Deionized (DI) water is used throughout the fabrication of an integrated circuit, which may be exposed to DI water hundreds of times during its manufacture. Because contaminants in DI water can distort normal dopant profiles, create inversion layers or cause shorts, or other circuit malfunctions, it is extremely important that semiconductor pure water be maintained at its highest attainable quality. Ion chromatography is used to ensure that the water in semiconductor fabrication facilities is indeed of highest quality and is the only analysis technique recommended by Semiconductor Equipment and Materials International (SEMI) for inorganic anions.
Anion contamination introduced during manufacturing processes can ruin semiconductors and computer components. Trace contaminants in solvents used during manufacturing can cause short circuits, defects in deposition, and corrosion. Component defects such as these reduce yields, which increases manufacturing costs and waste. As device geometries shrink, even lower levels of contamination become problematic. The computer and semiconductor industries need analytical methods to determine trace anions in solvents to help them identify contamination at different stages of manufacturing, so they can take action to prevent future contamination.
Determination of cations in concentrated acids is important because some cations can combine with anionic contaminants to form insoluble compounds that can cause plating and etching defects in electronics manufacturing processes.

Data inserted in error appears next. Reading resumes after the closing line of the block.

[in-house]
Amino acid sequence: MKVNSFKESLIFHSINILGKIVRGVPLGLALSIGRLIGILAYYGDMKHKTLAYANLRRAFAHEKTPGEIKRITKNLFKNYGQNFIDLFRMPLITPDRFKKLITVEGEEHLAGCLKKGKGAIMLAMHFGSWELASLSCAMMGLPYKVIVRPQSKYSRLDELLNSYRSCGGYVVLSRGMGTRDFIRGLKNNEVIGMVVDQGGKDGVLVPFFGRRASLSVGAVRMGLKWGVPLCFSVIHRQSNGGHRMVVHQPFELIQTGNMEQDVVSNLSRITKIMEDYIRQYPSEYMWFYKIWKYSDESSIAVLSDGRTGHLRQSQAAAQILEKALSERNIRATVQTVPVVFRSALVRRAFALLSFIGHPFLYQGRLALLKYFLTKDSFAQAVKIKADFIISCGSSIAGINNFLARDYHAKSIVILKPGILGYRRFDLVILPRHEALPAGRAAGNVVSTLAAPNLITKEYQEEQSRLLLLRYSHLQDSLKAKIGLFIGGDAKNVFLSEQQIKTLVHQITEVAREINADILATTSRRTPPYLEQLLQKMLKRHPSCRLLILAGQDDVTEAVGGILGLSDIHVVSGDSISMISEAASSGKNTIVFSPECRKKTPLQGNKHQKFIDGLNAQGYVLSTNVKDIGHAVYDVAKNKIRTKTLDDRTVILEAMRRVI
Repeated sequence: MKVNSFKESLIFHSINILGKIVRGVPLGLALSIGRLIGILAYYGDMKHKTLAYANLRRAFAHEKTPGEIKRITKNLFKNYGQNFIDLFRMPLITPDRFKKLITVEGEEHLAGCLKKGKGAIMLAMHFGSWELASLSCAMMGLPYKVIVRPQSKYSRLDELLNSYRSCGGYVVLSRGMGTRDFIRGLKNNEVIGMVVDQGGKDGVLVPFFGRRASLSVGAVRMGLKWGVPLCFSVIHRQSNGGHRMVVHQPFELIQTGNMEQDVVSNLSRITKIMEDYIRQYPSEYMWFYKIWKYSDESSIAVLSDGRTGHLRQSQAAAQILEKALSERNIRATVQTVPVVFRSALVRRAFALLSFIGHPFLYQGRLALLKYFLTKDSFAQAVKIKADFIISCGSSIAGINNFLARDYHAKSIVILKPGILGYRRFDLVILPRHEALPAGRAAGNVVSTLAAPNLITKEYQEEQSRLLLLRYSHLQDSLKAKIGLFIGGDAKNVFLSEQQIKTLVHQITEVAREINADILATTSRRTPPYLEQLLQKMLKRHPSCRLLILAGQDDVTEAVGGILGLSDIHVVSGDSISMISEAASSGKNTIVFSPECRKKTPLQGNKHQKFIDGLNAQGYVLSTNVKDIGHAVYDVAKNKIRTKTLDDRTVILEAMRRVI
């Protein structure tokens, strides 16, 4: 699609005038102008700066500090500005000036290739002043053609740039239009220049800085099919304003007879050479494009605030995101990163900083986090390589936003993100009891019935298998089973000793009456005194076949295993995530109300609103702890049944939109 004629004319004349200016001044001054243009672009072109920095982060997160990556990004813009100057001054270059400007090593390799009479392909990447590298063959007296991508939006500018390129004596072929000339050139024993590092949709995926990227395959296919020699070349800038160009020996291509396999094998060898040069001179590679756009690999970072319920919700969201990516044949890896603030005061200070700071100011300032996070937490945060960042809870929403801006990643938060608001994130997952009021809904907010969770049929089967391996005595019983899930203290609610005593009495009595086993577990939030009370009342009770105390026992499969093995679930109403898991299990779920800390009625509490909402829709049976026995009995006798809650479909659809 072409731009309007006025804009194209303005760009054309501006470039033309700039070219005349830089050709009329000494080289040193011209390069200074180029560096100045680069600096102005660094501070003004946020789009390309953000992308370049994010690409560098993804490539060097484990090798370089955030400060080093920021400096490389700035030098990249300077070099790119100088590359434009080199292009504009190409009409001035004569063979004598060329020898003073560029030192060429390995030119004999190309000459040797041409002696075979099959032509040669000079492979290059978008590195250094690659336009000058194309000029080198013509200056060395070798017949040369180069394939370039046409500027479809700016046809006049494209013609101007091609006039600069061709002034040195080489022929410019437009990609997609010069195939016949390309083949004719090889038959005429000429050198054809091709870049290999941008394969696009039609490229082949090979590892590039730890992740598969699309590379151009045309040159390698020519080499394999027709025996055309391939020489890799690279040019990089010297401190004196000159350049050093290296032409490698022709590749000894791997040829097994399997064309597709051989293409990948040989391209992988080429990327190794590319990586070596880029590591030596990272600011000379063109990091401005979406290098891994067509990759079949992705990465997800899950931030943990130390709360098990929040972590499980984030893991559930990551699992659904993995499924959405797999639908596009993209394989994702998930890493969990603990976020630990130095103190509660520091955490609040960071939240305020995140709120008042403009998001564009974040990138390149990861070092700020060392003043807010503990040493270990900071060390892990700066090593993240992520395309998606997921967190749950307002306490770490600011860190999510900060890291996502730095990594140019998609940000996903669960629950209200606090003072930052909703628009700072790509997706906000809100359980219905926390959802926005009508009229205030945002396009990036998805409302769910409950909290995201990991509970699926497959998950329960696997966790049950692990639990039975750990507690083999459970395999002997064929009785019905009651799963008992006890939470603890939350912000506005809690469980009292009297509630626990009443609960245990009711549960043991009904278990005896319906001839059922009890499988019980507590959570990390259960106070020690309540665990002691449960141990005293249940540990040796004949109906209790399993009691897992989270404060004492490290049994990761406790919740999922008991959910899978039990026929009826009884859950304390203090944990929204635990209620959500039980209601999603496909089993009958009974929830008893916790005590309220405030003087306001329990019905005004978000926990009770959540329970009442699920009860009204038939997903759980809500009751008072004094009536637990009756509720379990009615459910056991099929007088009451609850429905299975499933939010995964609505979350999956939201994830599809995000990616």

The SEMI (Semiconductor Equipment and Materials International) specifications for maximum permitted levels of transition metals in concentrated acids used in fabrication of semiconductor devices is in the range of 0.1 to 1.0 part per billion (ppb). Labor-intensive manual pre-concentration methods are usually required prior to analytical measurements. The chelation ion chromatographic technique (chelation IC) provides the sample pre-concentration step and direct determination of trace transition metals by ion chromatographic separation and post-column derivatization prior to detection.
Plating baths for copper electrochemical deposition (ECD) need to be of well controlled composition and free of contaminants to ensure a metal deposition with the correct characteristics. Copper thickness, crystal orientation and grain size need to be optimized to ensure the correct conductance and to minimize degradation due to electromigration. Both ion chromatography and liquid chromatography can determine concentrations of additives, bath components, and bath contaminants and additives to assure the quality of the plating deposition.